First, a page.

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Cover Focus | Jun 2016

Reducing the Risk of Capsular Phimosis

A single-use silicone instrument improves polishing and removal of residual lens epithelial cells from under the anterior capsular rim.

Sometimes in IOL implantation, especially with more flexible IOL designs, capsular phimosis can result from the inadequate removal of lens epithelial cells from under the anterior capsular rim. I have found that the Allegro single-use silicone I/A handpiece (MicroSurgical Technology; Figure 1) can be used to reduce this risk.

I believe silicone is the standard-of-care material for I/A tips and safer than metal. Robert H. Osher, MD, demonstrated this in a video, which showed how metal I/A tips can form microscopic burrs due to routine maintenance and how these burrs can then cause potentially dangerous capsular tears.1 The Allegro tip, preassembled and encased within a single silicone sleeve, is free of abrupt borders that can inadvertently hang up on anatomic structures. With the Allegro, I have increased confidence each time the tip passes through the capsulotomy.


The Allegro’s uniform conic design, converging to a smooth parabolic tip, enables me to do several things better than I could with previous I/A tips. I can go under the anterior capsular rim with enhanced confidence that I will not unintentionally grab the capsule. I can also perform aspiration 360° around the capsular rim by simply rotating the handpiece. The silicone sleeve smoothly traverses over the capsular rim because there are no abrupt transitions.

The tip not only affords excellent removal of cortex for 360°, but it also improves polishing and removal of residual lens epithelial cells from under the anterior capsular rim, which may reduce the incidence of capsular phimosis. This is particularly pertinent with flexible IOLs such as the Crystalens (Bausch + Lomb), but it is important in every case of IOL implantation because it is always desirable to maintain capsule clarity and reduce postoperative capsular phimosis. This is a crucial element of successful cataract surgery because capsular contraction can potentially interfere with lens positioning and even reduce the effective optical zone.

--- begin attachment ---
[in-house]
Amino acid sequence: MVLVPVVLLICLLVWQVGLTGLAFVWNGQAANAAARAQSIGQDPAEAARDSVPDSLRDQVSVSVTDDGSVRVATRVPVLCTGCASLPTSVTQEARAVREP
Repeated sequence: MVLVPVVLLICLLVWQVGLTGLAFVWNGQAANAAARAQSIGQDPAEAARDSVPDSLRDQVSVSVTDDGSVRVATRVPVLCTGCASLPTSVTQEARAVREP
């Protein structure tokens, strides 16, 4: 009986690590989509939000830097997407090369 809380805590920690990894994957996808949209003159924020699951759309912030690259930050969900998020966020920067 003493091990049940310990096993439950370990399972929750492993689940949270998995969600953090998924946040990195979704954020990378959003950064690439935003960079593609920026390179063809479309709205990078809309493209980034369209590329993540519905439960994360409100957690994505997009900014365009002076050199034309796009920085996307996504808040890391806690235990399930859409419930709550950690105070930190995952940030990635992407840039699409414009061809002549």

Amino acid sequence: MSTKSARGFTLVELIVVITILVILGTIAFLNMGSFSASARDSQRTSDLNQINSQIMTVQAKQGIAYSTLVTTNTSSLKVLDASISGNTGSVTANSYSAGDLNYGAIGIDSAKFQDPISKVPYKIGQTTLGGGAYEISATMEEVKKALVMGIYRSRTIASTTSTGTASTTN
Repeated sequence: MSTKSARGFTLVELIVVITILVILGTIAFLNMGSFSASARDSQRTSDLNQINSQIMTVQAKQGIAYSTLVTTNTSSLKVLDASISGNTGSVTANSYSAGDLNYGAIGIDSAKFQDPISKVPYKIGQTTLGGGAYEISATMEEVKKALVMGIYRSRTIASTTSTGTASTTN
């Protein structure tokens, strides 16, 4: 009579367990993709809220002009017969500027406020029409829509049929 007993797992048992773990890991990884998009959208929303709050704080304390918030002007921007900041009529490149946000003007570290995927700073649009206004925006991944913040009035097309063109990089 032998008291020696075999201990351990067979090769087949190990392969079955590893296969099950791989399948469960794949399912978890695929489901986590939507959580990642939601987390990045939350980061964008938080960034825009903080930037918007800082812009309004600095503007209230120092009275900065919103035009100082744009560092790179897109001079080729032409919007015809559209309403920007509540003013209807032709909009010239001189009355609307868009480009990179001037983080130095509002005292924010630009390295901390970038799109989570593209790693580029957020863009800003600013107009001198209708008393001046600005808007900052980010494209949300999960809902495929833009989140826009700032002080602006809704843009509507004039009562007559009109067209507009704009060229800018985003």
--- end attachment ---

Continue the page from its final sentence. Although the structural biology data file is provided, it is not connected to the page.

The aspiration port of this silicone I/A tip is positioned 90° from the handle axis, placing it ideally for both anterior and posterior capsule polishing. The Allegro design also avoids an issue inherent in previous designs, whereby fluid could squeeze out of the seam between the sleeve and the central core tube and inadvertently push away cortical material.


The Allegro’s ability to facilitate improved cleaning of the capsule, leading to reduced likelihood of fibrosis and phimosis, also increases the potential for tighter refractive outcomes. When capsules are clearer and there is less contracture, the effective lens position and, consequently, the refractive outcome are likely to be more predictable.

The importance of completely removing OVD from behind the lens implant cannot be underestimated, especially with toric IOLs. When I slip the Allegro behind the IOL, I can depend on it to move smoothly without hanging up on the optic edge. With previous designs, there was a greater risk of inadvertently pushing the implant during this maneuver and therefore stressing the zonules. The smooth design helps to avoid intraoperative rotation of toric IOLs.

1. Lipner M. How to improve cortical removal with the new silicone tip. http://www.eyeworld.org/printarticle.php?id=319. Accessed May 16, 2016.

Barry S. Seibel, MD
• Founder, Seibel Vision Surgery, Los Angeles
• Financial disclosure: Consultant (Bausch + Lomb, Abbott Medical Optics)